Design Projects That Serve Veterans with Disabilities: A Promising Practice in Teaching How to Design Assistive Technology
At North Dakota State University, engineering students design assistive technologies for veterans with disabilities. Students’ projects must be cost-effective, have a long lifespan, be robust, and be technologically superior to existing options.
Students enroll in a three-semester sequence of courses. The first semester focuses on the ideology of building accessible designs. The second semester focuses on the project itself, including design stages, as well as creating a plan for the client and ordering parts. The third semester focuses on further development, prototyping, feasibility analysis, testing with the client, and long term plans.
After the course is complete, students often continue to work on the technology that they have developed. There have been seven patents awarded to technology developed through these projects, and two start-up companies have formed—Myriad Devices and Packet Digital. Project examples include a device that turns sign language into text and a voice-controlled door opener and vending machine.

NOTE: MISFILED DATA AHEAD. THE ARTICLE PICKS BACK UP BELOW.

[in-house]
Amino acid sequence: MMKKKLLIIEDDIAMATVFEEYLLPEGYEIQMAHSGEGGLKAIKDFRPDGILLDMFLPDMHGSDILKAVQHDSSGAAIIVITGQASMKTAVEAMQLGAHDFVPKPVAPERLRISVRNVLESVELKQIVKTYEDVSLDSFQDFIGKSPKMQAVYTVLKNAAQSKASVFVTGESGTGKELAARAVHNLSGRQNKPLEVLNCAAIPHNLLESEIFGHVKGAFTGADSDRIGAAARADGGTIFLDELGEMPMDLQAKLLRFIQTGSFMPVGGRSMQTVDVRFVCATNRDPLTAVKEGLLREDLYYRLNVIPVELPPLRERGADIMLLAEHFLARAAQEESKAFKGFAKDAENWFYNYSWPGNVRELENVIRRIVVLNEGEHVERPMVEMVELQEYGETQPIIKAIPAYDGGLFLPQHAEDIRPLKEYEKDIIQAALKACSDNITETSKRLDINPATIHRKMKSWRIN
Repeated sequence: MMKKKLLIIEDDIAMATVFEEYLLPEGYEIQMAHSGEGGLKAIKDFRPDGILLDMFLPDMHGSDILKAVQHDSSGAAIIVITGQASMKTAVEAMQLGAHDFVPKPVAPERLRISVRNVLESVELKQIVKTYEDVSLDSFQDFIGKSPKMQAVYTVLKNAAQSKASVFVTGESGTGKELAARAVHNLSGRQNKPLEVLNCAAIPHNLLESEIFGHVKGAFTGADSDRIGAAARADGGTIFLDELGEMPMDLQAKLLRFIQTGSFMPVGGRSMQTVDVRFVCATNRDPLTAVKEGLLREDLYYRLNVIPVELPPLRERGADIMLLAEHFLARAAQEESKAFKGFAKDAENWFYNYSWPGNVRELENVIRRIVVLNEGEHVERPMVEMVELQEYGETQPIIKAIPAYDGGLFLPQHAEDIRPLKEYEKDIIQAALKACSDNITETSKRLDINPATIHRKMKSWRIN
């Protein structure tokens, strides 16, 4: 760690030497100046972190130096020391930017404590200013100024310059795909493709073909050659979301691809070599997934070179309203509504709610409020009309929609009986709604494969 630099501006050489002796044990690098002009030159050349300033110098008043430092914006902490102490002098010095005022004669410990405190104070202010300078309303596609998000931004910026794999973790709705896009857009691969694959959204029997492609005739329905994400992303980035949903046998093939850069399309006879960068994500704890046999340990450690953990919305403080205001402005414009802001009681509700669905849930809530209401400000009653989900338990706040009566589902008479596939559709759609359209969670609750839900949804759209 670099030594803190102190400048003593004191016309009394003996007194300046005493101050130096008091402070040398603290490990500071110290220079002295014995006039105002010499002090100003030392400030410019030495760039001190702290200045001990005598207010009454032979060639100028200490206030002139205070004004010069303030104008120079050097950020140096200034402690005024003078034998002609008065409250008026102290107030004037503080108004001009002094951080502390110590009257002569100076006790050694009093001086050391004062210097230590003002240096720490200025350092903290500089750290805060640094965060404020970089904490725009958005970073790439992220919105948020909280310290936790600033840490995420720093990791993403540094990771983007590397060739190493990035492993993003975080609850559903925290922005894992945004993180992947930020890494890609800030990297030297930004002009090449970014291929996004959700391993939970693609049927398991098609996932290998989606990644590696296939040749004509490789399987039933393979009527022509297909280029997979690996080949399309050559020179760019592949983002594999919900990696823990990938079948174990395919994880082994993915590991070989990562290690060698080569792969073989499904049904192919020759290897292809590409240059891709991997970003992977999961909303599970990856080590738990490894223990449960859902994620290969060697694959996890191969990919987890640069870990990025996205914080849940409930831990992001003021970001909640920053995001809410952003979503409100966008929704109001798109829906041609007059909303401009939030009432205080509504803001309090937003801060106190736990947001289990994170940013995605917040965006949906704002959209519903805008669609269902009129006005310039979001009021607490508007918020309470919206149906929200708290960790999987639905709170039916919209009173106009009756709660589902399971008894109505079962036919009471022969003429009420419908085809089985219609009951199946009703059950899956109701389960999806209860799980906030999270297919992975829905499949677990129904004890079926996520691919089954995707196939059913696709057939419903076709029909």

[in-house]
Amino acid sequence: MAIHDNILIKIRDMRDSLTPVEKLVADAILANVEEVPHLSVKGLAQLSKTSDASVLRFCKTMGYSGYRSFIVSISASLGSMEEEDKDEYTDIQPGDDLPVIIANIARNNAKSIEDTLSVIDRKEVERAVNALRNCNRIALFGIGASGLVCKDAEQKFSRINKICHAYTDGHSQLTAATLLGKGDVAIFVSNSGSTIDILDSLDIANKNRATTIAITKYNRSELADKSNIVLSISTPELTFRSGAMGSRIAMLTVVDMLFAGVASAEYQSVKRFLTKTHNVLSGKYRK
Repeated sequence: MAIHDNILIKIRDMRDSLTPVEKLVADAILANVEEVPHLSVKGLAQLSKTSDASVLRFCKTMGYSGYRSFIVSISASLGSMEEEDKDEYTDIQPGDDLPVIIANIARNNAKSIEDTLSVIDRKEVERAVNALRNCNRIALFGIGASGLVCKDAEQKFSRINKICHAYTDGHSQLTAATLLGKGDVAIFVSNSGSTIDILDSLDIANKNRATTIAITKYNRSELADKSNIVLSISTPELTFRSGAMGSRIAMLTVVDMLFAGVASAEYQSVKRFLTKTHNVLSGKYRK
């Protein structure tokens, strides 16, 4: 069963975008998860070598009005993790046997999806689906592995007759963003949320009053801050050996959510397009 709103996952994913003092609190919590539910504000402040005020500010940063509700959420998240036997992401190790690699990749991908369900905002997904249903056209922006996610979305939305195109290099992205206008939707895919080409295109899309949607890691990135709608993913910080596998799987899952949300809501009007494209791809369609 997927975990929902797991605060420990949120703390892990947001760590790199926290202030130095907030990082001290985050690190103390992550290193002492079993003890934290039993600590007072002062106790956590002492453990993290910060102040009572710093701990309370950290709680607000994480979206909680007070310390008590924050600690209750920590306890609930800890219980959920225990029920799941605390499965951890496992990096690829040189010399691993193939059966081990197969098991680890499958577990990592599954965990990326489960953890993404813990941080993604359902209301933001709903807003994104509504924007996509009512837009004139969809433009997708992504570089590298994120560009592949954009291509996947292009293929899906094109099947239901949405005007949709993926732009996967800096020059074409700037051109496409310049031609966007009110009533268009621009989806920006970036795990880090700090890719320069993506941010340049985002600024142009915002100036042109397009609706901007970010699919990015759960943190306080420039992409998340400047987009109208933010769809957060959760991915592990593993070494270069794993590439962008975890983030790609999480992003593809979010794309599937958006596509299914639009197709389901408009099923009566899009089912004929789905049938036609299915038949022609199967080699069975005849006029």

The course at North Dakota State University is a promising practice in teaching about assistive technology as it draws students into the real world of applications for their engineering skills.
To find additional information on integrating accessibility into engineering courses consult the Knowledge Base articles:
- How can you introduce accessibility topics in engineering courses?
- How does designing for users with and without disabilities shape student design thinking? and
- How might teaching about universal design help to diversify the engineering student body?
For more information on promoting the participation of persons with disabilities in engineering education in order to increase and diversify the engineering workforce, visit AccessEngineering.